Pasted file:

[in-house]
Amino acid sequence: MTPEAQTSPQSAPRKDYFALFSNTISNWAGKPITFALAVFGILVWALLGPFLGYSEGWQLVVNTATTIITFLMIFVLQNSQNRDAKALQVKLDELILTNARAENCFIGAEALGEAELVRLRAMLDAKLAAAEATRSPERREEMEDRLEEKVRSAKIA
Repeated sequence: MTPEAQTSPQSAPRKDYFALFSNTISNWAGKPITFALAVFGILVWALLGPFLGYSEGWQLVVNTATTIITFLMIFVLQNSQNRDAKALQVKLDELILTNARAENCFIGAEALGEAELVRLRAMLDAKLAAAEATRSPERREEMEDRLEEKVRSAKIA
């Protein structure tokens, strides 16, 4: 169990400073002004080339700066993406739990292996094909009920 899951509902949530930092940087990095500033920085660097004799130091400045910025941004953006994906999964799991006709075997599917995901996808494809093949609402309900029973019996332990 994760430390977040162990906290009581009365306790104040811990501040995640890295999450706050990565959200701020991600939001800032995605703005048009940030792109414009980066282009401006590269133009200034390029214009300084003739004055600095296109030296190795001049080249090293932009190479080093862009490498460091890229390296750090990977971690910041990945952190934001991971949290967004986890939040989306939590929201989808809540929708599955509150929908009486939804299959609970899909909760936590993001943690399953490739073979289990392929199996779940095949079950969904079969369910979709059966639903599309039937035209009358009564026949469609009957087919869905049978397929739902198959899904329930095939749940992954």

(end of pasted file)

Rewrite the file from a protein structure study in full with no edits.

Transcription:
[in-house]
Amino acid sequence: MTPEAQTSPQSAPRKDYFALFSNTISNWAGKPITFALAVFGILVWALLGPFLGYSEGWQLVVNTATTIITFLMIFVLQNSQNRDAKALQVKLDELILTNARAENCFIGAEALGEAELVRLRAMLDAKLAAAEATRSPERREEMEDRLEEKVRSAKIA
Repeated sequence: MTPEAQTSPQSAPRKDYFALFSNTISNWAGKPITFALAVFGILVWALLGPFLGYSEGWQLVVNTATTIITFLMIFVLQNSQNRDAKALQVKLDELILTNARAENCFIGAEALGEAELVRLRAMLDAKLAAAEATRSPERREEMEDRLEEKVRSAKIA
């Protein structure tokens, strides 16, 4: 169990400073002004080339700066993406739990292996094909009920 899951509902949530930092940087990095500033920085660097004799130091400045910025941004953006994906999964799991006709075997599917995901996808494809093949609402309900029973019996332990 994760430390977040162990906290009581009365306790104040811990501040995640890295999450706050990565959200701020991600939001800032995605703005048009940030792109414009980066282009401006590269133009200034390029214009300084003739004055600095296109030296190795001049080249090293932009190479080093862009490498460091890229390296750090990977971690910041990945952190934001991971949290967004986890939040989306939590929201989808809540929708599955509150929908009486939804299959609970899909909760936590993001943690399953490739073979289990392929199996779940095949079950969904079969369910979709059966639903599309039937035209009358009564026949469609009957087919869905049978397929739902198959899904329930095939749940992954």